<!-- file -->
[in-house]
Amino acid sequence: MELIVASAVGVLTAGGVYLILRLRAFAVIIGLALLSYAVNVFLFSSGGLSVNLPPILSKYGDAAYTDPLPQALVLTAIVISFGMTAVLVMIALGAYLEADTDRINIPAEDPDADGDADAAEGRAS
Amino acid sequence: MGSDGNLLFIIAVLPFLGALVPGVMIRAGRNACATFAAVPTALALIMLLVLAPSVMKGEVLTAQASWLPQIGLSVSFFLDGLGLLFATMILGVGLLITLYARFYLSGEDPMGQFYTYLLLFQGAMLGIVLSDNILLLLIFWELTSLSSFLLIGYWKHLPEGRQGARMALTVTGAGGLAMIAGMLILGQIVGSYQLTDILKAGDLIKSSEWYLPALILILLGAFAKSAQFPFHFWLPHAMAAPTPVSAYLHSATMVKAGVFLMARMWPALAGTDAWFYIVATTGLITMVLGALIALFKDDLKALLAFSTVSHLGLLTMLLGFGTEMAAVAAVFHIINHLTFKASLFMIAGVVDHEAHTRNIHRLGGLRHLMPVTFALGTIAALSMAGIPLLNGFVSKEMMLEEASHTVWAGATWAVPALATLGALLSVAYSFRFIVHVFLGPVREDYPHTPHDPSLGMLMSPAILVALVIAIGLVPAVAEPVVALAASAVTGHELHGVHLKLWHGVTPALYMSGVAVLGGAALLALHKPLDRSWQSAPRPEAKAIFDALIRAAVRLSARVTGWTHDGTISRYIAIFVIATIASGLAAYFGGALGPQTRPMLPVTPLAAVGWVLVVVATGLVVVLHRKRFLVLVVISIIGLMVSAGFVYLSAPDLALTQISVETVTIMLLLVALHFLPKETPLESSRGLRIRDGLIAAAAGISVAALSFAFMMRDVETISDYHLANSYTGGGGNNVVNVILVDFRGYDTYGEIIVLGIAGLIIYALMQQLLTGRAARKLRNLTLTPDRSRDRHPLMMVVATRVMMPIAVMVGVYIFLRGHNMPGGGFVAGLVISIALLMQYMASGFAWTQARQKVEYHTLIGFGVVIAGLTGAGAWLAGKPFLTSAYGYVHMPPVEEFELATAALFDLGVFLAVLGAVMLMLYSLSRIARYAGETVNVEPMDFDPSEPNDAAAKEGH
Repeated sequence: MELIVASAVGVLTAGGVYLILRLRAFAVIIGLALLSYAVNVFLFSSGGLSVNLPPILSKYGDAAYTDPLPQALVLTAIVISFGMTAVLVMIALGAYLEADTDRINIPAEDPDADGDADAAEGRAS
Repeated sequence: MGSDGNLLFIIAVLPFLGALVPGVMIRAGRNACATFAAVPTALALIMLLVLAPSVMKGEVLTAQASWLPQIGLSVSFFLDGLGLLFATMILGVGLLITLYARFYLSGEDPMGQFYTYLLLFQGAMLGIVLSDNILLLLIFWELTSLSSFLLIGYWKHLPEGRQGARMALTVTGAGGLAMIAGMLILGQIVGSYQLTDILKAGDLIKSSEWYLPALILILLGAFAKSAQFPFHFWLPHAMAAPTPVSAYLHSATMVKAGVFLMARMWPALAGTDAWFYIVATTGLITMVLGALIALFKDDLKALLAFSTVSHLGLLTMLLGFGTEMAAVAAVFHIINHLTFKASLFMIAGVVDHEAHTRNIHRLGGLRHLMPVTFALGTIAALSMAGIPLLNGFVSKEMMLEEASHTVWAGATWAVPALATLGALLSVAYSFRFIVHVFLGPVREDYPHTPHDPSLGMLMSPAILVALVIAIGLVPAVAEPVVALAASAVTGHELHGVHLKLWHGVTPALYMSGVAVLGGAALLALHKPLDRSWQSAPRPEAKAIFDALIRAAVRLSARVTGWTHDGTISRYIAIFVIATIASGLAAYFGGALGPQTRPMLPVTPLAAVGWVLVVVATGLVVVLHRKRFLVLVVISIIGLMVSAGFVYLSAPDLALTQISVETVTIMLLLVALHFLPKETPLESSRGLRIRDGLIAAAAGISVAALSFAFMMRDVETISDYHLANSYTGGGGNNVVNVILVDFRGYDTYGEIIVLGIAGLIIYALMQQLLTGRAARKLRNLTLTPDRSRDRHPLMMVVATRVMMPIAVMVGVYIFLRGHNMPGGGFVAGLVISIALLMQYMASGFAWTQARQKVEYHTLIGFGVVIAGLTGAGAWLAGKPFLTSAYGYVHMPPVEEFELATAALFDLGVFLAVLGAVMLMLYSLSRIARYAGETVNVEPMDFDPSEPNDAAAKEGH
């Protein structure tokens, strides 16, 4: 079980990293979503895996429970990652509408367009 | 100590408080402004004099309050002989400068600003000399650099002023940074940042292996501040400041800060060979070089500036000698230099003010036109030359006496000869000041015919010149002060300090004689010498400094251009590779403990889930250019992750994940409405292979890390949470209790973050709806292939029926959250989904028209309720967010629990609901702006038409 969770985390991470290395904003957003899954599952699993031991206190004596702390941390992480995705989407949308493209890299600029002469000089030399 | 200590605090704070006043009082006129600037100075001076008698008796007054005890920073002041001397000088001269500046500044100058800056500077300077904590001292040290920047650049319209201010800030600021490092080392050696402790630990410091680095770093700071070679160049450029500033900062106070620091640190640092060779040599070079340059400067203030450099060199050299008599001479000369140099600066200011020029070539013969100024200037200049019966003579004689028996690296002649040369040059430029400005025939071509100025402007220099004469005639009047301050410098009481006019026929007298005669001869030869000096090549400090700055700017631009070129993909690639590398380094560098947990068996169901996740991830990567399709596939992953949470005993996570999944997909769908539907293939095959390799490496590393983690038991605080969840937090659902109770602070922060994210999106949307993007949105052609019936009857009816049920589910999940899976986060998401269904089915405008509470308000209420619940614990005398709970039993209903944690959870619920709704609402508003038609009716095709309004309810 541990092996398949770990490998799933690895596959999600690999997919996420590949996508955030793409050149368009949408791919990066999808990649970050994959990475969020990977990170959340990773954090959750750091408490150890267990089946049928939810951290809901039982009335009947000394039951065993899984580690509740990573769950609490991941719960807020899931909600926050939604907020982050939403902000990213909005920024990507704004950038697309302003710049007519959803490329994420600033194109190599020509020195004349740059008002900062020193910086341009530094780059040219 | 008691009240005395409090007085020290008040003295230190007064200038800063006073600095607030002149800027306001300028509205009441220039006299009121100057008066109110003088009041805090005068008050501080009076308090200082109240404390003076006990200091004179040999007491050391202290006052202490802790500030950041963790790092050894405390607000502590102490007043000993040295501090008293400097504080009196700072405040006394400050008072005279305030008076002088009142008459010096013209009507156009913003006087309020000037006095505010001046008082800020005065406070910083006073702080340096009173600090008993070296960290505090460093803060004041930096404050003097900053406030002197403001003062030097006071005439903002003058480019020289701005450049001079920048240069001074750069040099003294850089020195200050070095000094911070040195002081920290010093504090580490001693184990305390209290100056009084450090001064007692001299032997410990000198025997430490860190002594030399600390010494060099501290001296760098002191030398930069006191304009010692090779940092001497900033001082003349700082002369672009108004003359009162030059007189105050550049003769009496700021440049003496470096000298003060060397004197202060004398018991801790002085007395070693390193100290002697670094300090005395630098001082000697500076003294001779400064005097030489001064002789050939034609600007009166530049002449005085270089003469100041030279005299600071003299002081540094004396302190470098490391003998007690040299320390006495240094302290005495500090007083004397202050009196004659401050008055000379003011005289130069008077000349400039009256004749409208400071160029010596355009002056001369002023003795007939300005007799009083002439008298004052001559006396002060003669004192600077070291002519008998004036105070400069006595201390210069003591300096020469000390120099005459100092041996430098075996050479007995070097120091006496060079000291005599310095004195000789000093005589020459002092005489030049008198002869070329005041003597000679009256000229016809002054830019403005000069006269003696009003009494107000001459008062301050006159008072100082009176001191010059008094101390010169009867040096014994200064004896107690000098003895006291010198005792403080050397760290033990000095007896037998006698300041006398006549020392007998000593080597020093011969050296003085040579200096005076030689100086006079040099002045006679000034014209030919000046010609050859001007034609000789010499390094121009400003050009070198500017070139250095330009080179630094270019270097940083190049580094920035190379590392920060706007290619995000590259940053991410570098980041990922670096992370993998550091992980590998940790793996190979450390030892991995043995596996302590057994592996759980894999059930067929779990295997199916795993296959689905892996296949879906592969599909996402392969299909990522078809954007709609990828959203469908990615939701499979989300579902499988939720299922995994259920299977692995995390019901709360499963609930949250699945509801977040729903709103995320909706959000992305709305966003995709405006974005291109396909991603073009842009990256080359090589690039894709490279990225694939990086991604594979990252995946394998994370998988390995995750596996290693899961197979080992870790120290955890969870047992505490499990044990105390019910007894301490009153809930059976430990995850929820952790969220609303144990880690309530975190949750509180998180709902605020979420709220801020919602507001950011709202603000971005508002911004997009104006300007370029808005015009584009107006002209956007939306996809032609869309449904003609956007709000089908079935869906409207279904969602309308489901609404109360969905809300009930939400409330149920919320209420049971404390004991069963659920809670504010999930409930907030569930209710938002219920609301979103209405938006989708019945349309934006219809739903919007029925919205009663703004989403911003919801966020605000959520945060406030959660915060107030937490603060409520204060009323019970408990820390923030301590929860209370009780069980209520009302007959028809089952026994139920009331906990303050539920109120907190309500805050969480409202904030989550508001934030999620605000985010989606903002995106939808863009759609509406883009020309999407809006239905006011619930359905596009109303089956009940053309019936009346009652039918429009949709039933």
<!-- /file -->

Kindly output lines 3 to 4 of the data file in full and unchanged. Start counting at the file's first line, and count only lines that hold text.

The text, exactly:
Amino acid sequence: MGSDGNLLFIIAVLPFLGALVPGVMIRAGRNACATFAAVPTALALIMLLVLAPSVMKGEVLTAQASWLPQIGLSVSFFLDGLGLLFATMILGVGLLITLYARFYLSGEDPMGQFYTYLLLFQGAMLGIVLSDNILLLLIFWELTSLSSFLLIGYWKHLPEGRQGARMALTVTGAGGLAMIAGMLILGQIVGSYQLTDILKAGDLIKSSEWYLPALILILLGAFAKSAQFPFHFWLPHAMAAPTPVSAYLHSATMVKAGVFLMARMWPALAGTDAWFYIVATTGLITMVLGALIALFKDDLKALLAFSTVSHLGLLTMLLGFGTEMAAVAAVFHIINHLTFKASLFMIAGVVDHEAHTRNIHRLGGLRHLMPVTFALGTIAALSMAGIPLLNGFVSKEMMLEEASHTVWAGATWAVPALATLGALLSVAYSFRFIVHVFLGPVREDYPHTPHDPSLGMLMSPAILVALVIAIGLVPAVAEPVVALAASAVTGHELHGVHLKLWHGVTPALYMSGVAVLGGAALLALHKPLDRSWQSAPRPEAKAIFDALIRAAVRLSARVTGWTHDGTISRYIAIFVIATIASGLAAYFGGALGPQTRPMLPVTPLAAVGWVLVVVATGLVVVLHRKRFLVLVVISIIGLMVSAGFVYLSAPDLALTQISVETVTIMLLLVALHFLPKETPLESSRGLRIRDGLIAAAAGISVAALSFAFMMRDVETISDYHLANSYTGGGGNNVVNVILVDFRGYDTYGEIIVLGIAGLIIYALMQQLLTGRAARKLRNLTLTPDRSRDRHPLMMVVATRVMMPIAVMVGVYIFLRGHNMPGGGFVAGLVISIALLMQYMASGFAWTQARQKVEYHTLIGFGVVIAGLTGAGAWLAGKPFLTSAYGYVHMPPVEEFELATAALFDLGVFLAVLGAVMLMLYSLSRIARYAGETVNVEPMDFDPSEPNDAAAKEGH
Repeated sequence: MELIVASAVGVLTAGGVYLILRLRAFAVIIGLALLSYAVNVFLFSSGGLSVNLPPILSKYGDAAYTDPLPQALVLTAIVISFGMTAVLVMIALGAYLEADTDRINIPAEDPDADGDADAAEGRAS